6 Tips for Setting Up a Thanksgiving Buffet

updated May 1, 2019
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(Image credit: Leela Cyd)

Nothing beats the ease of a Thanksgiving buffet, especially if you’ve got a large crowd coming over. It allows for a better, more comfortable flow of the food, which ensures that both you and your guests will be at ease (and well-fed). Here’s how to set up a successful buffet this year.

1. Decide what to put on the buffet table and what to put on the dining table.

As a general rule, anything big and hot should go on the buffet table — so the turkey and all the side dishes. The condiments like gravy, cranberry sauce, and butter can go on the dining table, so that guests can add more to their plates with ease. If you still have some extra room on the table, the same goes for the dinner rolls.

2. Pull out your serving dishes ahead of time.

Don’t risk running out of platters for your food. Instead, carve out some time before dinner to rummage through your serving dishes and assign each to a dish. That way you can rest easy knowing you have what you need.

3. Put drinks on a separate table.

Make it easy for your guests to get up and grab a drink at any time during the meal by placing the drinks on a separate table from the food. That way they won’t have to fight the cousins in line for round two when they just need a refill.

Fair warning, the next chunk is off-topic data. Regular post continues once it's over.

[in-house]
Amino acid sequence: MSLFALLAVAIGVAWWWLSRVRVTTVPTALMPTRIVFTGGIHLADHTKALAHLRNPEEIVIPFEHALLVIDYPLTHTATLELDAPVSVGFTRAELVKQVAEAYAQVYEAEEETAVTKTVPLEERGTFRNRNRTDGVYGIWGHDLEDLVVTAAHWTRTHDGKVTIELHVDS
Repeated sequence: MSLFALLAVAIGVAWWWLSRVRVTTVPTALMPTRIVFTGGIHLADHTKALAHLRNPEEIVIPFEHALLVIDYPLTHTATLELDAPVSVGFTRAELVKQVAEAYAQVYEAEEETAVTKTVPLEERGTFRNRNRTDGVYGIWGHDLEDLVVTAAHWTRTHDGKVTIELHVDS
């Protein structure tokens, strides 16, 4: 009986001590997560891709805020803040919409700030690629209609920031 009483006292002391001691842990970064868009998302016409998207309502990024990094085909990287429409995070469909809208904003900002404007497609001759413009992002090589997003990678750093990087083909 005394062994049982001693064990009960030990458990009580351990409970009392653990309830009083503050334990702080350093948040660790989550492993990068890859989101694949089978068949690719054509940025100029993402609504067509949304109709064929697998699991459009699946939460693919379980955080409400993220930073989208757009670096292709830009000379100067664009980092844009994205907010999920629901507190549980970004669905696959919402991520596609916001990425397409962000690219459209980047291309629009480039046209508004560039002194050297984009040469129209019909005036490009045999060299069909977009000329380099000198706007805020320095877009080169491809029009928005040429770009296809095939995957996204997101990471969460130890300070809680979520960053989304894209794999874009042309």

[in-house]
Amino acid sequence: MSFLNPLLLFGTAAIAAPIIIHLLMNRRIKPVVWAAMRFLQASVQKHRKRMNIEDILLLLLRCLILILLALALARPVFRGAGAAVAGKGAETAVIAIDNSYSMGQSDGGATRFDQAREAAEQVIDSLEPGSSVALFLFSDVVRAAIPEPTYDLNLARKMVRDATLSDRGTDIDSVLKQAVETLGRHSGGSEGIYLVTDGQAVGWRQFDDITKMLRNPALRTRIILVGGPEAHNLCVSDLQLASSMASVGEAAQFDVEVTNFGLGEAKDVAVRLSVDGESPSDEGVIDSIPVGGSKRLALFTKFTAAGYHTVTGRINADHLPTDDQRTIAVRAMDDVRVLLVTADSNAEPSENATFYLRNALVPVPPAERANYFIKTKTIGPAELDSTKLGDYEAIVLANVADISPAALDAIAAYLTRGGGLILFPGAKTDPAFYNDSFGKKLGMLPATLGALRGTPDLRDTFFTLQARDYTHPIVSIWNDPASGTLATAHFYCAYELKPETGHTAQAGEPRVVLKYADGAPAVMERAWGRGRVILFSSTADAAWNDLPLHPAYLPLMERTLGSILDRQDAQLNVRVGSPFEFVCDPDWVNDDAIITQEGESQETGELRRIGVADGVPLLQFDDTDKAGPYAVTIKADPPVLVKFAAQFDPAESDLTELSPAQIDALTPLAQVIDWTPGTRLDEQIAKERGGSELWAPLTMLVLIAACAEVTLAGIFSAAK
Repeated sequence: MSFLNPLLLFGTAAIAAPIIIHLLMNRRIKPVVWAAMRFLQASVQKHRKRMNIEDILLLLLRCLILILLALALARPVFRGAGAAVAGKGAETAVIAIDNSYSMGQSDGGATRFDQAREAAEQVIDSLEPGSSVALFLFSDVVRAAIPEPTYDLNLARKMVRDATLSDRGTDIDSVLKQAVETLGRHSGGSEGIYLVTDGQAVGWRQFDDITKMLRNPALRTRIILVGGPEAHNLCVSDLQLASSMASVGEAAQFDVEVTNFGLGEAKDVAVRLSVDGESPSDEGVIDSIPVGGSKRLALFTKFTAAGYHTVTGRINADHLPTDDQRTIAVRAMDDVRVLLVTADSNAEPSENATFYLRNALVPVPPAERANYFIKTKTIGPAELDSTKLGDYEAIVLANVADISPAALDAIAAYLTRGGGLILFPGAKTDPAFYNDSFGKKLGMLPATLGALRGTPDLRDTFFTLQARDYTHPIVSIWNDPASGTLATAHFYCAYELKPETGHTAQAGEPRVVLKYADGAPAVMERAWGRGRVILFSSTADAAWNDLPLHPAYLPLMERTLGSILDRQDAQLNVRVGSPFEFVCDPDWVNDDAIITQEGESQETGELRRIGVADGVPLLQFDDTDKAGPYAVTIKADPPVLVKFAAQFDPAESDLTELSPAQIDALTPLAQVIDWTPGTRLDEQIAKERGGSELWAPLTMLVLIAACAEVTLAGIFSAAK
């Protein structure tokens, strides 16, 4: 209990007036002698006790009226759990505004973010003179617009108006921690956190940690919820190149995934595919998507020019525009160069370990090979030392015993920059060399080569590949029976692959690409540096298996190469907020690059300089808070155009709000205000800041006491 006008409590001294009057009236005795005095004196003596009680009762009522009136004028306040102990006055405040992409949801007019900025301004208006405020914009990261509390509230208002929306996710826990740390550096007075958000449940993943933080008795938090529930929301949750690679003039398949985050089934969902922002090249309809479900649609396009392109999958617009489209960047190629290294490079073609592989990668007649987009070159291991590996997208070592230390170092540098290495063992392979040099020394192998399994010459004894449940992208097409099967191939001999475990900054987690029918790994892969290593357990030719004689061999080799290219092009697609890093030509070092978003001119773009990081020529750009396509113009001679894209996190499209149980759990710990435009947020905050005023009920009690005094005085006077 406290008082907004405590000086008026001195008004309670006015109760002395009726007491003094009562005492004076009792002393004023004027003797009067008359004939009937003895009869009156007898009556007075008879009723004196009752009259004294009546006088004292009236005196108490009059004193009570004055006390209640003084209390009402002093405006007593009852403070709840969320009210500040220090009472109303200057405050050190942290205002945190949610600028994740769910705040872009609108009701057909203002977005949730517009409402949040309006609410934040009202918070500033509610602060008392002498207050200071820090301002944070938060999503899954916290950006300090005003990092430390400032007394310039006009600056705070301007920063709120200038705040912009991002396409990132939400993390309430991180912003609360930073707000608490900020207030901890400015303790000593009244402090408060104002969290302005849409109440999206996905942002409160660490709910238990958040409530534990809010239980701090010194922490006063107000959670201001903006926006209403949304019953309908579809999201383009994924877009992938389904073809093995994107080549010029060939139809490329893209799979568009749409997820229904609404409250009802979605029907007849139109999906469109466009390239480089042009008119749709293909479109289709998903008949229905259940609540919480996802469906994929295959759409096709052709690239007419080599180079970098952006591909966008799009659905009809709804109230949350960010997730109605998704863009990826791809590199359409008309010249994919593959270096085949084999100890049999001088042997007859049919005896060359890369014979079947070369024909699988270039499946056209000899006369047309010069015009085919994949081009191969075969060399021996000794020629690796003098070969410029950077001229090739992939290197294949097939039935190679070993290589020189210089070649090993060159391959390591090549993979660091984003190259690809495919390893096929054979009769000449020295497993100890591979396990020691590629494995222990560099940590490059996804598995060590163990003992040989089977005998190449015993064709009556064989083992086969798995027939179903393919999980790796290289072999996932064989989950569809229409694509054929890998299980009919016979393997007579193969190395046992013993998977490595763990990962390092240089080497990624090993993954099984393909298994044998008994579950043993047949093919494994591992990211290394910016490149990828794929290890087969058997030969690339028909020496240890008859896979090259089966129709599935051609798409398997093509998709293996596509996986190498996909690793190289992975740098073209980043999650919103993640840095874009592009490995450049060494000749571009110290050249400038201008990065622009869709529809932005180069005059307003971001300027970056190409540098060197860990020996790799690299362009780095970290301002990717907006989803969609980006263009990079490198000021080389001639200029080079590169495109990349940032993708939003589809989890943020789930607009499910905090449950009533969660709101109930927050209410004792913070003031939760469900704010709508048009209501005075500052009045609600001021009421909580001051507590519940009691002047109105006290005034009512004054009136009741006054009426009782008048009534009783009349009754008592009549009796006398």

4. Determine the flow of the buffet.

Before everything gets laid out, decide what will go where. It’s a nice idea to start the buffet with plates for your guests to grab, followed by the most abundant food you’re serving, like salads and sides, as people tend to front-load their plates at a buffet. Save smaller dishes and richer items, like the meat, for the end of the line. Follow that with utensils so guests can grab them right before heading to the dining table with their plates.

5. Don’t forget the trivets.

Those hot dishes are going to be sitting on the buffet table through the entire meal. Use trivets underneath each to prevent any damage the heat could cause to your table.

6. Label every dish that is served.

While your guests will likely be familiar with the classic dishes that dot the table, like stuffing and potatoes, it’s still important to label everything in case there are any food allergies or aversions that you’re not aware of. That way your guests can clearly see what is being served instead of having to ask you if that pie is gluten-free.